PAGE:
Here is a real-life hero story. Alia Muhammad Baqer was the chief librarian in the Al Basrah Central Library in Basra (Iraq). Baqer saved around thirty thousand books from destruction during the Iraq War, including a biography of Muhammad from around 1300.
Her story inspired two children’s books, one of them being The Librarian of Basra by Jeanette Winter (illustrated by Winter in bright acrylic and ink). It might be presented as a children’s book, but this lovely story is out there for everyone.
The book is written in a simple style and it’s very easy to understand, but the story it describes is not a simple one – it took a lot of courage to do what Alia Baqer and her friends did.
Baqer worked at the library for fourteen years. As the war spread out, she tried to make sure books from the library would be safe, but the government officials denied her requests that the books be moved to safety. That is when she started to smuggle books out of the library.
Soon after the 2003 invasion Basra was suffering from a humanitarian crisis in which residents lacked both water and electricity. The city was suffering, its people were suffering. Not long after Alia smuggled most of the books, the library was also destroyed.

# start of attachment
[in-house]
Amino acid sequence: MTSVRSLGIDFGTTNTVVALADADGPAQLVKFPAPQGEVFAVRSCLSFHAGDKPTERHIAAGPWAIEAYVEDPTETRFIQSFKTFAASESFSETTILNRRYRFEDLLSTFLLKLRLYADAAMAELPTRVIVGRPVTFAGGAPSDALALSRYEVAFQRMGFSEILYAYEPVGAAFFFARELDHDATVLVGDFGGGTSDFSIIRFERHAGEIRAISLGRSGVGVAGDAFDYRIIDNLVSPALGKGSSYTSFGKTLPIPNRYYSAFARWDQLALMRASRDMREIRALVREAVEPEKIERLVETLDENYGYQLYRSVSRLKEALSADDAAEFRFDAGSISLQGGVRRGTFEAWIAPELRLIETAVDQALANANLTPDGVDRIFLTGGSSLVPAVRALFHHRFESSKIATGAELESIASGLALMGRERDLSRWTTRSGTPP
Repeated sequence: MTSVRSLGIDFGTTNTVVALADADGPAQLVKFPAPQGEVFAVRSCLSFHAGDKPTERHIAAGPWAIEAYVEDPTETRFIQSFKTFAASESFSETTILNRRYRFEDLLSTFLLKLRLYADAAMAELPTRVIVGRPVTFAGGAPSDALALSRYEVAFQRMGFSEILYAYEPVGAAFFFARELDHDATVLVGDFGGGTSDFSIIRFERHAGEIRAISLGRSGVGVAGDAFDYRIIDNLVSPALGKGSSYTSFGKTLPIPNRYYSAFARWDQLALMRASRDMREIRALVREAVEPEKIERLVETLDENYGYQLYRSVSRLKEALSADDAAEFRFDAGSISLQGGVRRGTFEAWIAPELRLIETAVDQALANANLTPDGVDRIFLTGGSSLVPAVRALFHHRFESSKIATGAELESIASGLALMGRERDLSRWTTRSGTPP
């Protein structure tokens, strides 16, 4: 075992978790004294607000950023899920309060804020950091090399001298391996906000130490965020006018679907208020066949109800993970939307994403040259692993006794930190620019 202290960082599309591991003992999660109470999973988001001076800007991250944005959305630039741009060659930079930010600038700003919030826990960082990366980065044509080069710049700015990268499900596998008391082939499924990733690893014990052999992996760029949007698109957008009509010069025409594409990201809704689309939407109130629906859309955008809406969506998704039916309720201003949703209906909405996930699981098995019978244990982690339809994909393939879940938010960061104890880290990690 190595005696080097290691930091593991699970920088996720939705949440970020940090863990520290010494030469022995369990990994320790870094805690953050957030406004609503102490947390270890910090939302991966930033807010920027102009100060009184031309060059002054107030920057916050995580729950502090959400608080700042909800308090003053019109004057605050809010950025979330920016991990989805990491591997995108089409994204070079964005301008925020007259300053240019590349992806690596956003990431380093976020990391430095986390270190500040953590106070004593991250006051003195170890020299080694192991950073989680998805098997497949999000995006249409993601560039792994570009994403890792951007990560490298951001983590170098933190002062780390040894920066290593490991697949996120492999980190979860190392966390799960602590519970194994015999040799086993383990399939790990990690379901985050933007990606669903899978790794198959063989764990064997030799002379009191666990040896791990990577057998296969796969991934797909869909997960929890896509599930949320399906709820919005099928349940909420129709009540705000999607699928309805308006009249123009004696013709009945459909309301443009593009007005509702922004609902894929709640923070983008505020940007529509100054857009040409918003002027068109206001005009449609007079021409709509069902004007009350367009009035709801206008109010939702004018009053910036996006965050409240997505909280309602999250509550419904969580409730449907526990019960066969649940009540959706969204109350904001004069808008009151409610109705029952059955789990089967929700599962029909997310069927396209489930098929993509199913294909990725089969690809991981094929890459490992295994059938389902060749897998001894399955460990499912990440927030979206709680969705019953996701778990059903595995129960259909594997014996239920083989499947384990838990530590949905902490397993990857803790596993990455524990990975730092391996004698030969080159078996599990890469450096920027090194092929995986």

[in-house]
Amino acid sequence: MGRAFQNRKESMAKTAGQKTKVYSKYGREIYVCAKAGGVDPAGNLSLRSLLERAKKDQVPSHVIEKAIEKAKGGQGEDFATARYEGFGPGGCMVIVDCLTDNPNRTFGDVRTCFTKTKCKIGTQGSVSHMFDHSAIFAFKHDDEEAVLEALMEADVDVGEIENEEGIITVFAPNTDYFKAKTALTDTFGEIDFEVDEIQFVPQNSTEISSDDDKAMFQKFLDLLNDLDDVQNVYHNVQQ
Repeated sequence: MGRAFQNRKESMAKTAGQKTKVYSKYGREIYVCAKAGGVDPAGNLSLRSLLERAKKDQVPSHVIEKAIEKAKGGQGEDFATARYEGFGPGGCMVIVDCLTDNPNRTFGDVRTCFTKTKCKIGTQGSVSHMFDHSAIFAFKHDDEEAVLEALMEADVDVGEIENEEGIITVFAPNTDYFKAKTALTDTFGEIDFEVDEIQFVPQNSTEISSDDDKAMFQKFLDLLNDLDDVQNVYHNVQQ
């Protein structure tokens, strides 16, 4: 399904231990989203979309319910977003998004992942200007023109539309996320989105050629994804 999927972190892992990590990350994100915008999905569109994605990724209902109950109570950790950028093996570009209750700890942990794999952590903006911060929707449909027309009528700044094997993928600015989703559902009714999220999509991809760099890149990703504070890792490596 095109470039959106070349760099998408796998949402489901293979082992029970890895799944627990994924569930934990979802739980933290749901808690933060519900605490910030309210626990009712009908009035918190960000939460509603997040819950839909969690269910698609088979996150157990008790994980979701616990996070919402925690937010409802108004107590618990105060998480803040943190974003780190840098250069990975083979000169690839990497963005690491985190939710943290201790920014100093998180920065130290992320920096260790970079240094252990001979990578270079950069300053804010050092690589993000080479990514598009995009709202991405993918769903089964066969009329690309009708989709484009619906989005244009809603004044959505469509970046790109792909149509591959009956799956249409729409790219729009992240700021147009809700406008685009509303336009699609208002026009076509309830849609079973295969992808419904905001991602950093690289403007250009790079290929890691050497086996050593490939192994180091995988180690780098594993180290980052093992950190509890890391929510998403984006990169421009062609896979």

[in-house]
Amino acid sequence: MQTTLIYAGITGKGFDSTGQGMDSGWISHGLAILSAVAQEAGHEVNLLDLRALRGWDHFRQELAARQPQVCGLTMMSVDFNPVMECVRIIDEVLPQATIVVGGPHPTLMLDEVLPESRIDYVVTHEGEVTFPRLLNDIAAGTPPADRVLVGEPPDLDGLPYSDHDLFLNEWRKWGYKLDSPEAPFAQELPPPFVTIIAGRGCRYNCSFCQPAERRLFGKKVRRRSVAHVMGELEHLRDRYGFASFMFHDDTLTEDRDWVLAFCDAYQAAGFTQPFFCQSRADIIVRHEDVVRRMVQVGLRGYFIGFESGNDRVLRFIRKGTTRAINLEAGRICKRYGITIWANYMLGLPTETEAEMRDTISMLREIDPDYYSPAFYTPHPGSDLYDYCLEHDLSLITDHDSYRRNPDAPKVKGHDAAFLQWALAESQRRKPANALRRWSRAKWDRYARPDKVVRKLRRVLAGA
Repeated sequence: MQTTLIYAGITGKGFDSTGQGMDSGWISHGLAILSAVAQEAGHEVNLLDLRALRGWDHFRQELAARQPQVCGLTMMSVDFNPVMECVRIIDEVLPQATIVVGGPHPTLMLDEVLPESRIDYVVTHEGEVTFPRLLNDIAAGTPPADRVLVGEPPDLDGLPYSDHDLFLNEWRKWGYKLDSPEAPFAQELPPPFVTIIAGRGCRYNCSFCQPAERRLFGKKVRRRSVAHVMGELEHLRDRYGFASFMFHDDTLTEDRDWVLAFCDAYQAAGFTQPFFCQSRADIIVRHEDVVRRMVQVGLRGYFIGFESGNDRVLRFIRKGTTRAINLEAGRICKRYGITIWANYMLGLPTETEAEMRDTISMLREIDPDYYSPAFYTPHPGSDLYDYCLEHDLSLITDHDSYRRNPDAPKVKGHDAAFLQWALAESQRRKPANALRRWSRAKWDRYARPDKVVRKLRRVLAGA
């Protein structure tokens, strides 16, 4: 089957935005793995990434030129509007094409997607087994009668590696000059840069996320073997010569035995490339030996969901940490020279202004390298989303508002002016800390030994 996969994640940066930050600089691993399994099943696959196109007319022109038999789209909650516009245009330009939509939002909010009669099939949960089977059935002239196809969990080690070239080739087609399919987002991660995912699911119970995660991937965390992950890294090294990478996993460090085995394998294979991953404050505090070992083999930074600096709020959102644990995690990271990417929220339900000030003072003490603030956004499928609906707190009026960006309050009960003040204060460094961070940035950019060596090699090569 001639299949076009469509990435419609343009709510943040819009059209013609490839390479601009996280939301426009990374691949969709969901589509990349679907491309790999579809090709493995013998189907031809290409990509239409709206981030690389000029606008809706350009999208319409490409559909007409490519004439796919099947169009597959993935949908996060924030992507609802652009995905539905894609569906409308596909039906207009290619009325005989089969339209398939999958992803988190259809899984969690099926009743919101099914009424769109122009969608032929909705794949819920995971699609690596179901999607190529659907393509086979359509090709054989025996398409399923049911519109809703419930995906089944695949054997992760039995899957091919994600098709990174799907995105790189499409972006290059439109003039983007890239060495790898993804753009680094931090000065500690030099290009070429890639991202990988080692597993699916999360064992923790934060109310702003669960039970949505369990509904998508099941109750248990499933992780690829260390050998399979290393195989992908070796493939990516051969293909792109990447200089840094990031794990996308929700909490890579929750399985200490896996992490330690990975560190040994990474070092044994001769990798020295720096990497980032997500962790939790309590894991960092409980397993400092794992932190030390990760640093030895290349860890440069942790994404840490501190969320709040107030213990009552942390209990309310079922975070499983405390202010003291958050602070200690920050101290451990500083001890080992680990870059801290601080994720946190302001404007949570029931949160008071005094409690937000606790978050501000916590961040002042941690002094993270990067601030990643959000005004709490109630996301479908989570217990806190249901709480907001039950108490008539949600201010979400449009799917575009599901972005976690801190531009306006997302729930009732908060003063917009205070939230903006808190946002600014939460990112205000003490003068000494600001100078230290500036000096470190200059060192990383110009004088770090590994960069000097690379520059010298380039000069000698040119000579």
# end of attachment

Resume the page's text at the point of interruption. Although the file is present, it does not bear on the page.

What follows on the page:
Her new mission at the time was to raise funds to rebuild the library. The library was rebuilt a year later and she was reinstated as chief librarian.
One thing you could say is missing from this book is showing the sides involved and responsible for the war – that is not represented. It definitely doesn’t want to burden children (and adults) with US involvment in the war.
Some people would say that’s a good thing – beacuse it shows a war story, and all war stories are alike and show how wars never work, how they destroy societies. That is the most important thing, I guess.
On the other hand, you could say there needs to be an awareness, a burden of responsibility, for this is a war that is still going on, and it is a war that didn’t just happen. Our lives are political (and politicized) from an early age, and we do not need to run away from that fact or protect children from it.
I am also aware of that fact that more people enjoyed this book without the political stuff in it, because it makes them feel better and it doesn’t open the space for criticism, anger, doubt, protest. This book could have given more if you look at it that way.
Still, I appreciate it for introducing me to Alia Baqer, a woman who thought about more than her own safety and well-being in the worst of conditions. She thought about the future, did something heroic for the land of uncertainty that is tomorrow.
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